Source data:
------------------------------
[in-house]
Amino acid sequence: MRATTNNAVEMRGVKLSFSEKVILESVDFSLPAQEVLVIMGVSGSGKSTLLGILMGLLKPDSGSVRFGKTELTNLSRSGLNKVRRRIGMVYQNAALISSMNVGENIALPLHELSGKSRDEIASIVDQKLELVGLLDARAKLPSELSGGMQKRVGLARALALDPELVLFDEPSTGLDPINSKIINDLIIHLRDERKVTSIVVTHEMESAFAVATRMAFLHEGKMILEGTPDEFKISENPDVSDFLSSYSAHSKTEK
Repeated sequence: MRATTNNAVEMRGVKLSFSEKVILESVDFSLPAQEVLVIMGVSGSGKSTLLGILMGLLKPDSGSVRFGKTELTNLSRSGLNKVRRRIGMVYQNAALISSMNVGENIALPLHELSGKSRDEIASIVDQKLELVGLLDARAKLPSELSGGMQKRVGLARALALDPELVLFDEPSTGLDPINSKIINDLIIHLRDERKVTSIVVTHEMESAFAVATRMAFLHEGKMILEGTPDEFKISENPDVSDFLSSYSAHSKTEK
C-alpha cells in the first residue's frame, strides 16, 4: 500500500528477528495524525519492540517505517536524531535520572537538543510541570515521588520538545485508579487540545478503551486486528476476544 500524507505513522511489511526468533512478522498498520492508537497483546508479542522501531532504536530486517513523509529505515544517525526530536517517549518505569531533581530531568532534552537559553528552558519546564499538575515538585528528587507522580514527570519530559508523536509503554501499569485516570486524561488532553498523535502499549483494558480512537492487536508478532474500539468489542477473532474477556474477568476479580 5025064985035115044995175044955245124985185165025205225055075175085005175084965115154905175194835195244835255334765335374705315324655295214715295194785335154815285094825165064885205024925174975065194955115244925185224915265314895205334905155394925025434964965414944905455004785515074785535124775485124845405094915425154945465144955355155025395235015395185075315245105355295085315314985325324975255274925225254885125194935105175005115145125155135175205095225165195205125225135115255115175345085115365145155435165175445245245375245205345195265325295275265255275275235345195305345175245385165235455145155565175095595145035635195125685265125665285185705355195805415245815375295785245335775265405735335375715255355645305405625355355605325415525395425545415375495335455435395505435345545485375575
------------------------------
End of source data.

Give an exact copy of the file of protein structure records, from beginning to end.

[in-house]
Amino acid sequence: MRATTNNAVEMRGVKLSFSEKVILESVDFSLPAQEVLVIMGVSGSGKSTLLGILMGLLKPDSGSVRFGKTELTNLSRSGLNKVRRRIGMVYQNAALISSMNVGENIALPLHELSGKSRDEIASIVDQKLELVGLLDARAKLPSELSGGMQKRVGLARALALDPELVLFDEPSTGLDPINSKIINDLIIHLRDERKVTSIVVTHEMESAFAVATRMAFLHEGKMILEGTPDEFKISENPDVSDFLSSYSAHSKTEK
Repeated sequence: MRATTNNAVEMRGVKLSFSEKVILESVDFSLPAQEVLVIMGVSGSGKSTLLGILMGLLKPDSGSVRFGKTELTNLSRSGLNKVRRRIGMVYQNAALISSMNVGENIALPLHELSGKSRDEIASIVDQKLELVGLLDARAKLPSELSGGMQKRVGLARALALDPELVLFDEPSTGLDPINSKIINDLIIHLRDERKVTSIVVTHEMESAFAVATRMAFLHEGKMILEGTPDEFKISENPDVSDFLSSYSAHSKTEK
C-alpha cells in the first residue's frame, strides 16, 4: 500500500528477528495524525519492540517505517536524531535520572537538543510541570515521588520538545485508579487540545478503551486486528476476544 500524507505513522511489511526468533512478522498498520492508537497483546508479542522501531532504536530486517513523509529505515544517525526530536517517549518505569531533581530531568532534552537559553528552558519546564499538575515538585528528587507522580514527570519530559508523536509503554501499569485516570486524561488532553498523535502499549483494558480512537492487536508478532474500539468489542477473532474477556474477568476479580 5025064985035115044995175044955245124985185165025205225055075175085005175084965115154905175194835195244835255334765335374705315324655295214715295194785335154815285094825165064885205024925174975065194955115244925185224915265314895205334905155394925025434964965414944905455004785515074785535124775485124845405094915425154945465144955355155025395235015395185075315245105355295085315314985325324975255274925225254885125194935105175005115145125155135175205095225165195205125225135115255115175345085115365145155435165175445245245375245205345195265325295275265255275275235345195305345175245385165235455145155565175095595145035635195125685265125665285185705355195805415245815375295785245335775265405735335375715255355645305405625355355605325415525395425545415375495335455435395505435345545485375575